India’s Enforcement Directorate (ED), an agency devoted to fighting financial crimes, has arrested four Vivo executives with connections to the Chinese smartphone manufacturer, including one Chinese-born national.
Tensions between India and China have been high since a military clash in 2020, and as a result India has increasingly cracked down on Chinese smartphone and mobile app companies, including the bans of games linked to Chinese companies such as Tencent which led to the creation of games such as BattleGrounds Mobile India in order to circumvent a Chinese connection.
Reuters reports that the arrests relate specifically to an ongoing money laundering case, which saw dozens of Vivo offices raided in July 2022, alongside Chinese peers Huawei and Xiaomi. While sources initially told the site that all four arrested executives worked for Vivo, lawyers later confirmed that only one of the executives, a Chinese national identified as Guanwen Kuang, was a Vivo employee.
The other defendants include Lava International managing director Hari Om Rai, who helped Vivo establish its business in India, and chartered accountant Nitin Garg.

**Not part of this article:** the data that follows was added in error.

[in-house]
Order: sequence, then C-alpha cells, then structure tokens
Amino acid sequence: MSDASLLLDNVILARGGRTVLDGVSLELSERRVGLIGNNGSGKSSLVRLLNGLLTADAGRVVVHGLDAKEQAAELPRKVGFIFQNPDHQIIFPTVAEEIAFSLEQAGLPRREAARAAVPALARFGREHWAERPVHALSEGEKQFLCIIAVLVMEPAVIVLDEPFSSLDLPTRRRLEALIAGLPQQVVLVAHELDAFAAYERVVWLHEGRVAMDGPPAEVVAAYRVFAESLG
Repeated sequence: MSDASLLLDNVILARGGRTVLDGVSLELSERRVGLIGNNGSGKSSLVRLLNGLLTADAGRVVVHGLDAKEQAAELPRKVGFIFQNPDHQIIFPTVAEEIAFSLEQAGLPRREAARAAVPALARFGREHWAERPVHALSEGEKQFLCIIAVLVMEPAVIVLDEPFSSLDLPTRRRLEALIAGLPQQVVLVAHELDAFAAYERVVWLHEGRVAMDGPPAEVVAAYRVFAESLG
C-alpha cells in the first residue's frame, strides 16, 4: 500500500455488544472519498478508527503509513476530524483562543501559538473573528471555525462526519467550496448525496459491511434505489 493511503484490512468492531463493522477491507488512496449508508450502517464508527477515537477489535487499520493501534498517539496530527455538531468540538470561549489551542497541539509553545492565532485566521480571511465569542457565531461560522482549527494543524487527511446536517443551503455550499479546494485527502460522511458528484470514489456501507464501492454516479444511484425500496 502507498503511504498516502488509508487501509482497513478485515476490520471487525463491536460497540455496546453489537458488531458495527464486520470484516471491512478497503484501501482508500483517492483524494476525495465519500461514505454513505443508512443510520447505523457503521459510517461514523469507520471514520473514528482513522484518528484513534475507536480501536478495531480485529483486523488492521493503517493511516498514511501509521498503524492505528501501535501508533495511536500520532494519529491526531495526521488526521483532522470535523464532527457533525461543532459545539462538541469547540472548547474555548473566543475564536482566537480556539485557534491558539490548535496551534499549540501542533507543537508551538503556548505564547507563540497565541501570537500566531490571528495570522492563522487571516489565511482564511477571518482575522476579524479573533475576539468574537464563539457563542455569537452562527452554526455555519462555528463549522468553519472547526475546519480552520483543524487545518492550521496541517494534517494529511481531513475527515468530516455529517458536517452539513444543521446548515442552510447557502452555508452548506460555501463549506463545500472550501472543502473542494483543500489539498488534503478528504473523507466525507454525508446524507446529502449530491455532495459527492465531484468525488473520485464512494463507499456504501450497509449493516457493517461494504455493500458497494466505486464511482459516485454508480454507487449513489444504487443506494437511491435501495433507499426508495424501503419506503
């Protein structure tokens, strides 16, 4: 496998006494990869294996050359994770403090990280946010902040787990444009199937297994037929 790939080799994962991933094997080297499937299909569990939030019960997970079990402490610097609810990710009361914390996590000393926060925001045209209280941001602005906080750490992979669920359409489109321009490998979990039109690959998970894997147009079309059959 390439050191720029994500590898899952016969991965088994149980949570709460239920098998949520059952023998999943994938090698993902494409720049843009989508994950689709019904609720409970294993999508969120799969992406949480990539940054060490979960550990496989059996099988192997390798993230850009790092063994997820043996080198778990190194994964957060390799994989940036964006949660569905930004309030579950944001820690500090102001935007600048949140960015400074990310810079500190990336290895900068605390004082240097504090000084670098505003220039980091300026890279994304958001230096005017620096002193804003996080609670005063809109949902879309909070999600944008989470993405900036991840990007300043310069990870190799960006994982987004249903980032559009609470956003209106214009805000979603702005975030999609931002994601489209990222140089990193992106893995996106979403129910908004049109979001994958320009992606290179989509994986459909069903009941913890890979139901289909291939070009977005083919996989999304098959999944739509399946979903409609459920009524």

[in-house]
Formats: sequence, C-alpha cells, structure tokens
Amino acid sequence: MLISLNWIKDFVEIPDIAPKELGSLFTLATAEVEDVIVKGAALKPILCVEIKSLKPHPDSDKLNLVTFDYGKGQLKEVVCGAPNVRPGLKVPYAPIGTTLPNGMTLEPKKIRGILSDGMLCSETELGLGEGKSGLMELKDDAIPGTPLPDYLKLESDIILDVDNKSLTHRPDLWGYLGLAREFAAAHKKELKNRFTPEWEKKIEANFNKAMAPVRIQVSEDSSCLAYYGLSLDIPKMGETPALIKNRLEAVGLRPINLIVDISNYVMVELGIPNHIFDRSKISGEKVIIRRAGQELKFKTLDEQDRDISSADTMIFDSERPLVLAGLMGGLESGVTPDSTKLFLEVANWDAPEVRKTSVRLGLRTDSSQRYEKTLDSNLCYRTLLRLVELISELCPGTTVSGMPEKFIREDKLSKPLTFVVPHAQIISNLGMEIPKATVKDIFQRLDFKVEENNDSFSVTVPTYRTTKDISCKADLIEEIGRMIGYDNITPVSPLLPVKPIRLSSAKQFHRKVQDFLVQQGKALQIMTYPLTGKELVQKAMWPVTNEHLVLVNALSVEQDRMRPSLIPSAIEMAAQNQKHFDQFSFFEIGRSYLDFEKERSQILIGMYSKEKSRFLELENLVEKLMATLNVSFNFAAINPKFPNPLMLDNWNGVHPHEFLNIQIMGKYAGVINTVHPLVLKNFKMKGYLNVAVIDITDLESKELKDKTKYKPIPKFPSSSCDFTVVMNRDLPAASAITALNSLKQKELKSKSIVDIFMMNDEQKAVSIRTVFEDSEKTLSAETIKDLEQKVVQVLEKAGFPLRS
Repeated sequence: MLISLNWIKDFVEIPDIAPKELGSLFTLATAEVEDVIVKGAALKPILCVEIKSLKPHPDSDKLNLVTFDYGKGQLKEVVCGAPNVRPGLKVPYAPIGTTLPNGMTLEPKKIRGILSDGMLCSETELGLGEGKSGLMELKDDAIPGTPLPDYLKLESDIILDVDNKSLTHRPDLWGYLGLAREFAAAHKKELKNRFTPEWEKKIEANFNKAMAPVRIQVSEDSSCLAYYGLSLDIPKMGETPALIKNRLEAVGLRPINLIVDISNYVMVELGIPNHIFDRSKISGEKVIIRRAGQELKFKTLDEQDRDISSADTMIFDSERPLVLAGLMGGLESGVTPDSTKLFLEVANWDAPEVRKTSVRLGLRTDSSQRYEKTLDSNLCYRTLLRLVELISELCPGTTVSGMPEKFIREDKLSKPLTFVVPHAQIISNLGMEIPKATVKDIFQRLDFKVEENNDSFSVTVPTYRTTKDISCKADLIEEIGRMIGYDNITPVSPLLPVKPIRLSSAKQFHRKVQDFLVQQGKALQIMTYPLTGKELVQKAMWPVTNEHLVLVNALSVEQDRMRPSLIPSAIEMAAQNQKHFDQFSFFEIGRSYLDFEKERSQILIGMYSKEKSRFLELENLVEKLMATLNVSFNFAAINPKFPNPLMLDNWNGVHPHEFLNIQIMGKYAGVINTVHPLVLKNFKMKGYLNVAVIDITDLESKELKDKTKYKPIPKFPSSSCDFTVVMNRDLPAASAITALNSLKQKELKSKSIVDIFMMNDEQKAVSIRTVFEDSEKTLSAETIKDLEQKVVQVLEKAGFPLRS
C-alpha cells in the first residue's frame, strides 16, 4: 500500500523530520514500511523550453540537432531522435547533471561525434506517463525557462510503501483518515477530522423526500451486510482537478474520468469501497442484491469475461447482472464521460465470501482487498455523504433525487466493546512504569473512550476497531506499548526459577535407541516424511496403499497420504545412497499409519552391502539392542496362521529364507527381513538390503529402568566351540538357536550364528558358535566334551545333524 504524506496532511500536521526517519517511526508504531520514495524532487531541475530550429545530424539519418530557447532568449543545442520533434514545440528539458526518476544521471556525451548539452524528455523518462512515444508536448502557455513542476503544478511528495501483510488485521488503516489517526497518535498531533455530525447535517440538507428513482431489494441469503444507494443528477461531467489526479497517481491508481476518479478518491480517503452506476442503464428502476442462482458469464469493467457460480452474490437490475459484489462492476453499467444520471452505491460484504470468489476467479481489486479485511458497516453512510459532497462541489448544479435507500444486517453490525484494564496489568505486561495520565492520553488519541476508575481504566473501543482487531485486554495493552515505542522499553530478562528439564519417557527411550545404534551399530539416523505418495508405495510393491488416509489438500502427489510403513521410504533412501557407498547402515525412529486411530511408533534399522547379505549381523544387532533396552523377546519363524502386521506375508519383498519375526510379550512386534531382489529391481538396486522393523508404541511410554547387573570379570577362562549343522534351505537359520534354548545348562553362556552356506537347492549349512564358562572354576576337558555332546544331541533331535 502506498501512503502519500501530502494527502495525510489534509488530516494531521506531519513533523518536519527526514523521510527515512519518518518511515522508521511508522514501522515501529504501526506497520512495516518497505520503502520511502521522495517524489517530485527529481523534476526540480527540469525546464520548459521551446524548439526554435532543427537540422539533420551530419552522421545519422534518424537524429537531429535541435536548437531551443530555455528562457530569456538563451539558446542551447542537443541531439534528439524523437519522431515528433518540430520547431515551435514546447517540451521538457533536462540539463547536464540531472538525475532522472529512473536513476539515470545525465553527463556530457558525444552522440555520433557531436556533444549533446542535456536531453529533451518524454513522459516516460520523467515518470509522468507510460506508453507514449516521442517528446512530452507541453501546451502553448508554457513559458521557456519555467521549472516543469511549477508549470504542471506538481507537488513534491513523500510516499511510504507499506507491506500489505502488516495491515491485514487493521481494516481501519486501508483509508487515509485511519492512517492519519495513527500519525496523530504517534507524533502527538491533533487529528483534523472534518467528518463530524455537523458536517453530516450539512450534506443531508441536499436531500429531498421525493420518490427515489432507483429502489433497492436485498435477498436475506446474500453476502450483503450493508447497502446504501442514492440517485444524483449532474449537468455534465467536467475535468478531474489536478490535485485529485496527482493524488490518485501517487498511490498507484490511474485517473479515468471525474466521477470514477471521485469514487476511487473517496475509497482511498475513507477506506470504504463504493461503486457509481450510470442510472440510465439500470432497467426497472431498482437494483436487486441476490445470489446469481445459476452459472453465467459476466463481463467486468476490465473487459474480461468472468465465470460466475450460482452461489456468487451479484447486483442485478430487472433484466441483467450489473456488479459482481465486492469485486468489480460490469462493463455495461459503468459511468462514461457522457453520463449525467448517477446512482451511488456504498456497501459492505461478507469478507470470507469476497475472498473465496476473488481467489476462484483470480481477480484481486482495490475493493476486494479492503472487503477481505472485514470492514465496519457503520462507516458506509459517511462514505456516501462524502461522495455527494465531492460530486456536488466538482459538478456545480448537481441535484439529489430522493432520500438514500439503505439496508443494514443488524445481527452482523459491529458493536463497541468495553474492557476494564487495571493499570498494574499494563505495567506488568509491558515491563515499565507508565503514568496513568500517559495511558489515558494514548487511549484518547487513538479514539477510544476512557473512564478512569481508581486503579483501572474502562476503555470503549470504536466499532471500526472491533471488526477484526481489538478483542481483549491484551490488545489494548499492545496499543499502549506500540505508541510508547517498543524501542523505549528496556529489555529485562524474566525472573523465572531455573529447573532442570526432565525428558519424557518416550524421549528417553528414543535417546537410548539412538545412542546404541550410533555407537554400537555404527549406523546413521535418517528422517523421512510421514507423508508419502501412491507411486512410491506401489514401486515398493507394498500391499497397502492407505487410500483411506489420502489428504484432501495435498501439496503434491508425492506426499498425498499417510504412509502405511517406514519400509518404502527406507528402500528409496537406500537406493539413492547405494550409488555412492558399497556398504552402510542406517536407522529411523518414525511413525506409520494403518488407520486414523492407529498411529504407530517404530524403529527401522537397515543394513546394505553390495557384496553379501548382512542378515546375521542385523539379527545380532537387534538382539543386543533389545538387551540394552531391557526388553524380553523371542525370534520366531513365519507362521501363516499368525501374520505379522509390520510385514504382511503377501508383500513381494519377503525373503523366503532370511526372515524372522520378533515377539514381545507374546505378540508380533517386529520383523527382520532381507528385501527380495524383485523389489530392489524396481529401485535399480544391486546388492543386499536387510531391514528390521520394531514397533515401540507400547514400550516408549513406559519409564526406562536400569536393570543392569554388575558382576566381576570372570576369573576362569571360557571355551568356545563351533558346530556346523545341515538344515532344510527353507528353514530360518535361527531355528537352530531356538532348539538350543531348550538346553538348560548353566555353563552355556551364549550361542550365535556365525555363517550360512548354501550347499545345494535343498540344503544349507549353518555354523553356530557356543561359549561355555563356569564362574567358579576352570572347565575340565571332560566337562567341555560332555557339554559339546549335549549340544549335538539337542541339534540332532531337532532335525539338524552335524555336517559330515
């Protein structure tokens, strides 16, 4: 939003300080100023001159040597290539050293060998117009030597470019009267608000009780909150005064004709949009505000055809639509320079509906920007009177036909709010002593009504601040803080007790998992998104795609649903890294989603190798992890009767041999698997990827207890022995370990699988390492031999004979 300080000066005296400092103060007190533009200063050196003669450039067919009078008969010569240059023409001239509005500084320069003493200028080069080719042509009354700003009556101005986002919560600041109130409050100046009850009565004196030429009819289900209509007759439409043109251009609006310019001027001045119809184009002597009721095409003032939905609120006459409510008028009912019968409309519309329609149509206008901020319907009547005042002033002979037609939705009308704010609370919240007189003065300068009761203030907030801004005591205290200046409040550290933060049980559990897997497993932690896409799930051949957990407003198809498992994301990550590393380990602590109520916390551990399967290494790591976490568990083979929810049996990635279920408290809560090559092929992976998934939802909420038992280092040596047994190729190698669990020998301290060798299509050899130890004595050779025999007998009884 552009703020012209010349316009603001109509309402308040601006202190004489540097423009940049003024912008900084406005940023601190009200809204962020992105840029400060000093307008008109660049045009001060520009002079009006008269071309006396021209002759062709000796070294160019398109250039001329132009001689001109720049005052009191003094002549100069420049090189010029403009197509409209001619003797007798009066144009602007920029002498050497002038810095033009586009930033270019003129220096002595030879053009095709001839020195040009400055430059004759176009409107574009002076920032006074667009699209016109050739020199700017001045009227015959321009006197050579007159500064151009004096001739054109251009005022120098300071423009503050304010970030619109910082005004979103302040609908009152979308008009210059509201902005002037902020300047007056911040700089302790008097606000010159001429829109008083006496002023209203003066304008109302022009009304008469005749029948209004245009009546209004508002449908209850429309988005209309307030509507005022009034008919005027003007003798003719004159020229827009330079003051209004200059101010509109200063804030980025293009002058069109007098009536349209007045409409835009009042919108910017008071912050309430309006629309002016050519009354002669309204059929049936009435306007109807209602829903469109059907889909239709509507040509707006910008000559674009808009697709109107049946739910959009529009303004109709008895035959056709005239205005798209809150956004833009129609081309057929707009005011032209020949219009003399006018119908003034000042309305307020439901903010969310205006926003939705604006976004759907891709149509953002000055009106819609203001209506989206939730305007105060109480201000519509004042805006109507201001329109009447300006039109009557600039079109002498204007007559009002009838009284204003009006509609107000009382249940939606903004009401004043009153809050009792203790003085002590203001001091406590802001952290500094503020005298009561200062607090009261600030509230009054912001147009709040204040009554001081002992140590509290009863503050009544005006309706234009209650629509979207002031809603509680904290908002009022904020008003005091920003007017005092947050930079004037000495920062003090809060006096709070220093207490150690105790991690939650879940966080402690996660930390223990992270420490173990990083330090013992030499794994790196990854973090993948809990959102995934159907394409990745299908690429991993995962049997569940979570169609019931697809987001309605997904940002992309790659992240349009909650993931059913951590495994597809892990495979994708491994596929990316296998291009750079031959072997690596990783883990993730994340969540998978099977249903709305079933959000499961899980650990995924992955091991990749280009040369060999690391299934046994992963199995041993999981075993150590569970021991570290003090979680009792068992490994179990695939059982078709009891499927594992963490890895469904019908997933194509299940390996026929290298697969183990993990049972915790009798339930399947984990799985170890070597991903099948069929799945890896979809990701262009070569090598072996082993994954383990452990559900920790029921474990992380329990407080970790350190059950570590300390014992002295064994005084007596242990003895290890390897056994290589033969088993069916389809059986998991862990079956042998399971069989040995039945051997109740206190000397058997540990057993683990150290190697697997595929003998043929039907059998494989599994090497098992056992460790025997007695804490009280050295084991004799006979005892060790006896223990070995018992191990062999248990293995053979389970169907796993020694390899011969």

Speaking to the South China Morning Post, a spokesman for Vivo stated that the company “firmly adheres to its ethical principles and remains dedicated to legal compliance.
“The recent arrest deeply concerns us. We will exercise all available legal options.”
A troubled history
Vivo currently holds an enviable place as India’s second biggest smartphone brand, with a market share of 17%. However, its business practices in China have long been a topic of scrutiny. Following the aforementioned raid of the company’s offices, 27,000 Vivo smartphones worth almost $15 million were seized at a New Delhi airport in December, preventing their export to neighbouring countries. The ED blocked 119 bank accounts related to the company, however this block was later revoked by an Indian court.
Indian authorities have also accused Vivo of helping transfer funds to a news portal being investigated for spreading Chinese propaganda, a claim it has yet to comment on.